It should be noted that the parsers of the various embodiments described herein are not limited to the described TCP/IP parser 610, application layer protocol parser 611, and file parser 612. Accordingly, other types of parsers may be constructed for hierarchical structures of various security service protocol stacks without departing from the spirit and scope of the disclosure.

Referring to FIG. 7, a detailed description will be provided regarding the operation procedure of the event analyzer 400 according to an exemplary embodiment. FIG. 7 provides the event analyzer 400 and pattern databases (i.e., pattern DBs) DB1 through DBn. Pattern database DB1 may be a virus pattern database, pattern database DB2 may be an IPS pattern database, pattern database DB3 may be a WF pattern database, and pattern database DBn may be a CF pattern database. The event analyzer 400 may comprise a management module 701, a string matching algorithm pool 704 comprising string matching algorithms 702, and a scheduling module 703. The pattern databases DB1 through DBn may store patterns corresponding to all threat security services. The pattern database of each threat security service may comprise patterns for the various layers in the integrated security service stack 401. The management module 701 of the event analyzer 400 may be responsible for initializing all of the string matching algorithms 702, which comprise the core of the event analyzer 400.

The event analyzer 400 may carry out a matching procedure that may be divided primarily into three phases: a pattern input phase, a compiling phase, and a string matching phase. In the first phase (pattern input phase), the management module 701 may extract patterns from the pattern databases DB1 through DBn and may arrange them into a pattern set. The patterns may be tagged so that the threat security service corresponding to each pattern may be identified. For example, tag 1 may be assigned to patterns from the pattern database DB1, tag 2 may be assigned to patterns from the pattern database DB2, and so forth. Such tagging will be further described herein with reference to FIG. 8. The second phase (compiling phase) may be executed after all patterns have been prepared; in this phase, string matching algorithms 702 may be compiled using the patterns. Different compiling methods may be used based on different matching algorithms. This phase may be fulfilled by the management module 701, as is further described herein with reference to FIG. 8. The third phase (string matching phase) may occur when the system service is running. After data from a parser in the integrated security service stack 401 (i.e., the TCP/IP parser 610, the application layer protocol parser 611, or the file parser 612 as described herein and shown in FIG. 6) is sent to the event analyzer 400, the scheduling module 703 may select a corresponding string matching algorithm 702 based on the type of inputted data (i.e., based on the stack layer at which the data is sent).

FIG. 8 provides a flowchart of the operating procedure of the management module 701 of the event analyzer 400 according to an exemplary embodiment. First, in step 801 the management module 701 may read patterns for multiple threat security services at a respective layer from various pattern databases. For example, the management module 701 may read patterns from pattern databases DB1 through DBn for all security services at the TCP/IP layer (e.g., pattern 1.1.1.1, pattern 10.10.10.10:80, etc.). Next, in step 802 the multiple security service patterns as read may be tagged in order to identify the threat security service that corresponds to each pattern. As shown in FIG. 7, tag 1 may be assigned to each of multiple patterns from the virus pattern database DB1, tag 2 may be assigned to each of multiple patterns from the IPS pattern database DB2, tag 3 may be assigned to each of multiple patterns from the WF pattern database DB3, and tag n may be assigned to each of multiple patterns from the CF pattern database DBn. Subsequently, in step 803 the management module 701 may generate (i.e., compile) a string matching algorithm 702 for the respective layer by using the tagged patterns, wherein all patterns focusing on the layer in the integrated security service stack 401 may be merged into a pattern set used for initializing such string matching algorithm 702. This procedure may be followed for multiple threat security services at all layers in the integrated security service stack 401.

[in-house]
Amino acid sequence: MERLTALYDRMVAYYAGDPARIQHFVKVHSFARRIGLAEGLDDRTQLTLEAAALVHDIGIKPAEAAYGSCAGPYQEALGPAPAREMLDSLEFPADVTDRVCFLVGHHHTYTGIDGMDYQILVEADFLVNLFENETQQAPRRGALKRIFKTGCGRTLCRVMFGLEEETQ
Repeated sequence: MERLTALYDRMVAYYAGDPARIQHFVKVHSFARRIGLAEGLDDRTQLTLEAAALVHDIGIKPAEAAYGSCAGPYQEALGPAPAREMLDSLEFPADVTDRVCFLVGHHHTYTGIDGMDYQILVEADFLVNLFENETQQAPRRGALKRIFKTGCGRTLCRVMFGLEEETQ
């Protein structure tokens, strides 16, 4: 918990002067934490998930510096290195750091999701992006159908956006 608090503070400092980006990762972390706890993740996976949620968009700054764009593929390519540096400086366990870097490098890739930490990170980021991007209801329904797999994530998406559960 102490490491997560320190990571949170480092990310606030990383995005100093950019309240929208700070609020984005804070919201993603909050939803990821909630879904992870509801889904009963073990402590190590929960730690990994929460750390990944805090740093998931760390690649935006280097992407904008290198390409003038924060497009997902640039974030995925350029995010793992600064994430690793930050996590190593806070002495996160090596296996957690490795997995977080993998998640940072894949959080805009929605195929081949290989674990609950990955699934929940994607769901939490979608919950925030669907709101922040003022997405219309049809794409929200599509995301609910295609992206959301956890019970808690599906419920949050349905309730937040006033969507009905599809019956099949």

According to an exemplary embodiment, a TCP/IP string matching algorithm, an application layer string matching algorithm, and the like may be generated via the operation procedure of the management module 701. The string matching algorithms 702 for the various layers may be placed into the string matching algorithm pool 704, as indicated by the grouping of spring matching algorithms 702 in FIG. 7. According to existing patterns, one or more state machines may be generated so that a lookup for a certain section of inputted text can be performed via such state machines. Such procedure is named “string search”. Highly efficient string matching algorithms 702 may improve the performance of a program.

A brief illustration will be provided of a string matching algorithm 702 that may be employed according to an exemplary embodiment. Such string matching algorithm 702 may be used for determining whether a text such as Text=t1 . . . tn contains a method for one or more character strings P=p1 . . . pm. For example, the principle of a finite state machine algorithm is that each of all possible inputs for a matching character string has a state value in each step, and if this state value is equal to the length of the matching character string, a successful match is proven.